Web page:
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  • Podcast

    Bill McKibben: The Planet’s Future Depends On Distributed Systems

    One of the best ways to address climate change
    by Adam Taggart

    Sunday, July 5, 2015, 7:03 PM


    To environmental activist Bill McKibben, it's all about math. The planet has warmed 1 degree Celsius over the past few decades and is on track to rise another 4 to 5 before the end of the century. An increase of this magnitude is simply too much for the ecosystems we depend on to adapt to that quickly.

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  • Blog
    © HandmadePictures | Dreamstime.com

    Returning to the ‘Real’

    The virtual is not an adequate substitute for the authentic
    by JHK

    Tuesday, September 3, 2013, 3:34 PM


    A paradox of life in these times is the inverse relationship between technological wizardry and the satisfactions of being a live organism in a real place (i.e., on the planet Earth).  It probably boils down to a proposition that the American public is not ready to entertain: that the virtual is not an adequate substitute for the authentic. Eventually it will be a hard lesson to learn.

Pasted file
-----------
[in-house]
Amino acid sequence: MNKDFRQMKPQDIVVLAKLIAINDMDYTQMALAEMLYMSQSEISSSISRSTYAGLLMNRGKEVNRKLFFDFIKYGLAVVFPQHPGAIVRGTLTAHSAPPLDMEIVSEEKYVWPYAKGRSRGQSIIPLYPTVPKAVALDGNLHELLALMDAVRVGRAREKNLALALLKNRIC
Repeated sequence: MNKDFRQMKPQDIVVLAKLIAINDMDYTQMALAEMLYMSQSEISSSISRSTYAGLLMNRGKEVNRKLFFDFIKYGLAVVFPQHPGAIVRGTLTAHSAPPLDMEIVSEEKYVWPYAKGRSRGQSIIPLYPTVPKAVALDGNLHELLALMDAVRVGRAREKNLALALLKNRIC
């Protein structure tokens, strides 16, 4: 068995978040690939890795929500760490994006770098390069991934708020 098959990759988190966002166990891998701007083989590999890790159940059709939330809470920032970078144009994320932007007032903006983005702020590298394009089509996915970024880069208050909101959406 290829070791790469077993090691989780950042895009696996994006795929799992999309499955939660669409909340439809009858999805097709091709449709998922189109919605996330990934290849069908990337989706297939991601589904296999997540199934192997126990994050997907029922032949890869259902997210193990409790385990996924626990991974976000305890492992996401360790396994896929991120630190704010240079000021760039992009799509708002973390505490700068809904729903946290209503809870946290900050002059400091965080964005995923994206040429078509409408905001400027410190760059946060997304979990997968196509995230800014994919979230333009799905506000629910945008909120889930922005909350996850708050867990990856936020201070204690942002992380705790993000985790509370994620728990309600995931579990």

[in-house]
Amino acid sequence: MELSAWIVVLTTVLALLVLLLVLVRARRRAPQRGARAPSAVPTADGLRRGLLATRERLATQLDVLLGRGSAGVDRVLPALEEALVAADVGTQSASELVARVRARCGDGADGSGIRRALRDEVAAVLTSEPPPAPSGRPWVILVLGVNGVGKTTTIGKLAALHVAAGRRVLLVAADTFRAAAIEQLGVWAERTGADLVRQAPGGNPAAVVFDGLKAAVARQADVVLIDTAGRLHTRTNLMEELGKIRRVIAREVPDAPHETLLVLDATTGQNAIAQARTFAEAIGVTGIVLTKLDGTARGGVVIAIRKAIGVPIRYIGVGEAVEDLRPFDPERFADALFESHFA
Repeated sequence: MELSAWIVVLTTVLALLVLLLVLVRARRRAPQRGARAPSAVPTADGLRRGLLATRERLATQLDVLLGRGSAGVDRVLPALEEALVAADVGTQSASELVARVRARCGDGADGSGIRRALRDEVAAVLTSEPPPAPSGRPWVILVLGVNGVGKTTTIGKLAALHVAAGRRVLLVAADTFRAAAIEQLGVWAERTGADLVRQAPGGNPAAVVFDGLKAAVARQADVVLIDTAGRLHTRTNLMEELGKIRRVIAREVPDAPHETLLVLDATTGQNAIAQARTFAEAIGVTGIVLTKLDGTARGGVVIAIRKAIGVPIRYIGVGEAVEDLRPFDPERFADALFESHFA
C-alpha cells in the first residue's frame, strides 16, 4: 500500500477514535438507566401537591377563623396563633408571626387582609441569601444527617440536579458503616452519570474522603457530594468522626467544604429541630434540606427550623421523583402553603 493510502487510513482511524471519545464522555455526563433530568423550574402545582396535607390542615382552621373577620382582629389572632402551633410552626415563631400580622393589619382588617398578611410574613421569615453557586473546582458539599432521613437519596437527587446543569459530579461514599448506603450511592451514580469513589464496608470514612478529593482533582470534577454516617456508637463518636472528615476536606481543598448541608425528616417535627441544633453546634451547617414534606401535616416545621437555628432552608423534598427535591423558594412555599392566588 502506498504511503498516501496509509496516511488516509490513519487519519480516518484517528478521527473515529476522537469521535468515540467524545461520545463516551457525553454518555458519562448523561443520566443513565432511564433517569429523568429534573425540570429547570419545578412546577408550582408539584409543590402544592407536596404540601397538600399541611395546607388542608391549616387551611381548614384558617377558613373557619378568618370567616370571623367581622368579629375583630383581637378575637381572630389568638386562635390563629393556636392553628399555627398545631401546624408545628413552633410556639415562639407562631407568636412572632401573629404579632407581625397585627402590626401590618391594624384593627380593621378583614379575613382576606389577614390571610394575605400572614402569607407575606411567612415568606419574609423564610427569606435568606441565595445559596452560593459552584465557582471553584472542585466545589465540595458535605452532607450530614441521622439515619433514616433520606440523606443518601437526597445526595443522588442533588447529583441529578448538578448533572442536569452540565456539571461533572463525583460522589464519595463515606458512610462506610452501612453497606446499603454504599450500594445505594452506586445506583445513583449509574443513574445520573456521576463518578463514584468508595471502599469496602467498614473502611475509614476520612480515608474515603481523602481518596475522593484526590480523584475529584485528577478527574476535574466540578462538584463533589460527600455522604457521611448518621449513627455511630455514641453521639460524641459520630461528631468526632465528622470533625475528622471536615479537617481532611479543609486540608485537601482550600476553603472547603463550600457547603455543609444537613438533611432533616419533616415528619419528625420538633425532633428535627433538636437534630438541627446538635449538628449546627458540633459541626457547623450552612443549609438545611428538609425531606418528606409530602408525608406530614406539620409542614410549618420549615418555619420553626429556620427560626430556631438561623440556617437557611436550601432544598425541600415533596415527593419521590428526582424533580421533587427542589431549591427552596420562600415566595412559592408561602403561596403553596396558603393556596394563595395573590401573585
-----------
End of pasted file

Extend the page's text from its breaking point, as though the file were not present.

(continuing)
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  • Daily Digest
    Image by wharman, Flickr Creative Commons

    Daily Digest 5/30 – Wine Country Faces Fiscal Crisis, Drought Emaciates Cattle In NM

    by DailyDigest

    Thursday, May 30, 2013, 2:49 PM

    • Back to Basics – Gold, Silver, and the Economy
    • "Major Shocks Will Become The Norm From Now On"
    • US targets digital currency in huge fraud probe
    • OECD: Europe's Recession Threatens Entire Global Economy
    • ‘A disaster in slow motion’: Wine country latest California region to face fiscal crisis
    • How Islamist militancy threatens Africa